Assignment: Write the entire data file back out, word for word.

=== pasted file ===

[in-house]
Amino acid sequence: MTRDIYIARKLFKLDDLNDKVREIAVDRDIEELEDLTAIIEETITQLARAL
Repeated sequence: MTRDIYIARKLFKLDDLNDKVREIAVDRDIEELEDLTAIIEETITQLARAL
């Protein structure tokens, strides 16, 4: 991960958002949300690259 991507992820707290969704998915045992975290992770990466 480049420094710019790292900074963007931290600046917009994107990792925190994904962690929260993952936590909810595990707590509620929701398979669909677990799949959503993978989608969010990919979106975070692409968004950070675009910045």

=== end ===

[in-house]
Amino acid sequence: MTRDIYIARKLFKLDDLNDKVREIAVDRDIEELEDLTAIIEETITQLARAL
Repeated sequence: MTRDIYIARKLFKLDDLNDKVREIAVDRDIEELEDLTAIIEETITQLARAL
């Protein structure tokens, strides 16, 4: 991960958002949300690259 991507992820707290969704998915045992975290992770990466 480049420094710019790292900074963007931290600046917009994107990792925190994904962690929260993952936590909810595990707590509620929701398979669909677990799949959503993978989608969010990919979106975070692409968004950070675009910045």